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A Refreshing Knapp – Hometown news adds sense of pride

By Ray Knapp

Mayberry will be left in the dust!

Don’t you love it when the front page of your hometown newspaper offers good news – great news in fact? For instance, “Local teacher, Michael Scott is the 2017 Champion of “Peters Hollow Egg Fight.” (A contest on a farm over near Elizabethton that’s been going on each Easter for a couple of centuries to determine who has the hardest hard-boiled egg.) Just think, Scott brought home that coveted trophy right back to Erwin this year – making the whole county proud. Then the announcement of Fiddlers & Fiddleheads Festival of April 29th also made front page news. Another headline: “Limestone Cove residents make case for cell tower. Sadly they still can’t get out on cell phones. Perhaps they are better off not having that service as texting while driving causes more accidents than drunk driving. Hmm, wonder if Judge Shults will take that into consideration and go easy on the few people out in Limestone Cove that imbibe then get behind the wheel the next time one is brought into his court?

The front page top headline is a worry though; “Program offers Erwin direction” – as for me, I like things pretty much the way they are. Then after reading the article about local officials thinking “outside the box” by bringing in local broadband, and offering high speed Internet to some customers, I’m relieved; things are not changing much. Personally, as slow as I read, slow speed Internet service is too fast for me.

There is so much national and international news of violence; wars; suffering refugees; gang violence; senseless murders of people being shot or purposely ran over by cars and trucks, that reading the headlines of last week’s Erwin Record was a down-right relief, not to mention other articles in the paper of Easter Egg hunts for children, and the Christian’s “Witness Walk” – carrying a cross down main street in a show of faith. It’s a wonder the ACLU didn’t jump right on that with some kind of trumped-up lawsuit to take away the feeling of freedom of religion, and brotherly love.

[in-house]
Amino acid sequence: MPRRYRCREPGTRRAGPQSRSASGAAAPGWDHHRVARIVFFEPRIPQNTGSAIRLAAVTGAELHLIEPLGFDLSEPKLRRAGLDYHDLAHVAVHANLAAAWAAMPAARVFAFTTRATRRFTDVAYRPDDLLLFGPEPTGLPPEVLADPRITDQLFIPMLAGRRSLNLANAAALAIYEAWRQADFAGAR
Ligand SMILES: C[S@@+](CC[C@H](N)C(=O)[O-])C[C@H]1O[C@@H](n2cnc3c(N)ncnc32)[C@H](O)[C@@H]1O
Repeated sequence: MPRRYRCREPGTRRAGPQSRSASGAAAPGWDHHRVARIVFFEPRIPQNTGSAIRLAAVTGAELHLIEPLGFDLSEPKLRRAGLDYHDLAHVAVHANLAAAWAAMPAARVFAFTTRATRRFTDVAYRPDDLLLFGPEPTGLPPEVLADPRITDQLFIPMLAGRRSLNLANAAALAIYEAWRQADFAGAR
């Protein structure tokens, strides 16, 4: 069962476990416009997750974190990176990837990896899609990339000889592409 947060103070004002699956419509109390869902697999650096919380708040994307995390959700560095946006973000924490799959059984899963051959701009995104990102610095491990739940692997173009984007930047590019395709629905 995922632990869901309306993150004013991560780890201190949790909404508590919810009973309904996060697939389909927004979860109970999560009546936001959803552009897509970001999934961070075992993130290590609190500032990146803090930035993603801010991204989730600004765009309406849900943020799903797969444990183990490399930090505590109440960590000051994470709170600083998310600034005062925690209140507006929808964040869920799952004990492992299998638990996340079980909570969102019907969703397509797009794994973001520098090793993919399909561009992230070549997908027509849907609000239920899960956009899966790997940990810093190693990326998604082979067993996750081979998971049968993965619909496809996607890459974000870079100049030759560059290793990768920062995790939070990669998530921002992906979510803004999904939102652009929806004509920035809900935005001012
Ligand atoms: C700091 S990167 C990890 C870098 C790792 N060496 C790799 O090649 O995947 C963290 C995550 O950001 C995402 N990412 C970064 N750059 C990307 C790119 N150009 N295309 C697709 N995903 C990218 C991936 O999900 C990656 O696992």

Of course our local newspaper is miles ahead of the one in Carter County, Missouri, where I graduated from high school. Each little village and hamlet had a reporter that gave a blow by blow account of most everyone that did anything that week. For instance, Iva Wilds, the reporter from my hometown of Grandin, would report: “Jim Smith and wife, Nancy, motored to the Piggly Wiggly in Poplar Bluff Friday where potatoes were on sale for $4.00 per bushel.” Later in life Iva even reported on me: “Ray Knapp and family came all the way from Memphis, Tennessee, where he is stationed in the U.S. Navy, to visit his mother, Fay Knapp, this past weekend.” The Erwin Record couldn’t print stuff like that, as anymore; people would sue, calling it an invasion of privacy. Never mind that anyone owning a cell phone doesn’t have privacy; the government or police can pin point where you’ve been any day of the week … with the exception of people from Limestone Cove.

If it’s positive, people like to see their name in the newspaper. I recall when my wife, Frances and I ran the only store in Flag Pond for a year. People would sit at a folding table near the coffee pot and thumb through the Johnson City Press; it being a daily paper they would go to the names of people in the obituaries to see if there was a funeral they needed to attend, then they would turn to the police report to see if anyone from there had gotten into trouble. On occasion someone would get their name in that paper for doing something besides getting in trouble, or dying off. I was going to say Frances and I made that paper, but I believe it was in The Erwin Record, where Frances had a couple of post cards made of Flag Pond and we sold out of all that were printed. That was a first for getting our names in the paper. I like to sneak local people’s names into my column; you may be next.